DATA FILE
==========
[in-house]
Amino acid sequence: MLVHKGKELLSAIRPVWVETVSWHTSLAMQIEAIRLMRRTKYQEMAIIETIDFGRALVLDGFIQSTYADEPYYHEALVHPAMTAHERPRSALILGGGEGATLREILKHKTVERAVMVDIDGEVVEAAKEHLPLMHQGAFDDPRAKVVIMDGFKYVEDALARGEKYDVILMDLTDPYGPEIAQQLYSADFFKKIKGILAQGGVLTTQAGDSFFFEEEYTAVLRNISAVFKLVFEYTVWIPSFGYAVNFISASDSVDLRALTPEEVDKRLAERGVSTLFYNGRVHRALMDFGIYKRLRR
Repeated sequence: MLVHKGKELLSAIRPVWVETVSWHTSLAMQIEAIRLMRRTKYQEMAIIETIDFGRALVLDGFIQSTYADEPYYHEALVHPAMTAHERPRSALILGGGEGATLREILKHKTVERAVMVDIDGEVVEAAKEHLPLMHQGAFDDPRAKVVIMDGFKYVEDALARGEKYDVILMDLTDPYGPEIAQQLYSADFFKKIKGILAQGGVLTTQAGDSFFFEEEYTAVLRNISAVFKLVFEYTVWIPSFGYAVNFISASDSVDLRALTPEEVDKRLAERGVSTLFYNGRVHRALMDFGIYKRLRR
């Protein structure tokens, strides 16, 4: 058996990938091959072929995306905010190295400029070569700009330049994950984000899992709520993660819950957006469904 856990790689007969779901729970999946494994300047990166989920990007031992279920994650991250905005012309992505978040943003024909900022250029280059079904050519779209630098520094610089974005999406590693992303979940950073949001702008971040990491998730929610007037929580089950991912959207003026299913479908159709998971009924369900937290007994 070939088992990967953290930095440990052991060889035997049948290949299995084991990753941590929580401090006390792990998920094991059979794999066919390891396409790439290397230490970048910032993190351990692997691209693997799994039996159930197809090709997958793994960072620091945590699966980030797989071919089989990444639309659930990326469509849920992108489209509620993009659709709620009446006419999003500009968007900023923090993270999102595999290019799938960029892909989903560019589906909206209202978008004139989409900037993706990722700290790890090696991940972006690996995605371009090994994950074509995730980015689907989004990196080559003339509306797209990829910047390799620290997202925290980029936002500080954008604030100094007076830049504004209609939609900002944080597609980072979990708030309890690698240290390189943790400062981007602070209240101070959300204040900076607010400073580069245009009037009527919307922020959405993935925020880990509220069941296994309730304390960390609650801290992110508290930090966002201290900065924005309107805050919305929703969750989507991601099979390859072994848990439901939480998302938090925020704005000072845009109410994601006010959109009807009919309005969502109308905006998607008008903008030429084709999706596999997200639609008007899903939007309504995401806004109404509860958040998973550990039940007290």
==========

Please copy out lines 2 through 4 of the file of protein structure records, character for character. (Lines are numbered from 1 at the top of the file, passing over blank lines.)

Amino acid sequence: MLVHKGKELLSAIRPVWVETVSWHTSLAMQIEAIRLMRRTKYQEMAIIETIDFGRALVLDGFIQSTYADEPYYHEALVHPAMTAHERPRSALILGGGEGATLREILKHKTVERAVMVDIDGEVVEAAKEHLPLMHQGAFDDPRAKVVIMDGFKYVEDALARGEKYDVILMDLTDPYGPEIAQQLYSADFFKKIKGILAQGGVLTTQAGDSFFFEEEYTAVLRNISAVFKLVFEYTVWIPSFGYAVNFISASDSVDLRALTPEEVDKRLAERGVSTLFYNGRVHRALMDFGIYKRLRR
Repeated sequence: MLVHKGKELLSAIRPVWVETVSWHTSLAMQIEAIRLMRRTKYQEMAIIETIDFGRALVLDGFIQSTYADEPYYHEALVHPAMTAHERPRSALILGGGEGATLREILKHKTVERAVMVDIDGEVVEAAKEHLPLMHQGAFDDPRAKVVIMDGFKYVEDALARGEKYDVILMDLTDPYGPEIAQQLYSADFFKKIKGILAQGGVLTTQAGDSFFFEEEYTAVLRNISAVFKLVFEYTVWIPSFGYAVNFISASDSVDLRALTPEEVDKRLAERGVSTLFYNGRVHRALMDFGIYKRLRR
């Protein structure tokens, strides 16, 4: 058996990938091959072929995306905010190295400029070569700009330049994950984000899992709520993660819950957006469904 856990790689007969779901729970999946494994300047990166989920990007031992279920994650991250905005012309992505978040943003024909900022250029280059079904050519779209630098520094610089974005999406590693992303979940950073949001702008971040990491998730929610007037929580089950991912959207003026299913479908159709998971009924369900937290007994 070939088992990967953290930095440990052991060889035997049948290949299995084991990753941590929580401090006390792990998920094991059979794999066919390891396409790439290397230490970048910032993190351990692997691209693997799994039996159930197809090709997958793994960072620091945590699966980030797989071919089989990444639309659930990326469509849920992108489209509620993009659709709620009446006419999003500009968007900023923090993270999102595999290019799938960029892909989903560019589906909206209202978008004139989409900037993706990722700290790890090696991940972006690996995605371009090994994950074509995730980015689907989004990196080559003339509306797209990829910047390799620290997202925290980029936002500080954008604030100094007076830049504004209609939609900002944080597609980072979990708030309890690698240290390189943790400062981007602070209240101070959300204040900076607010400073580069245009009037009527919307922020959405993935925020880990509220069941296994309730304390960390609650801290992110508290930090966002201290900065924005309107805050919305929703969750989507991601099979390859072994848990439901939480998302938090925020704005000072845009109410994601006010959109009807009919309005969502109308905006998607008008903008030429084709999706596999997200639609008007899903939007309504995401806004109404509860958040998973550990039940007290």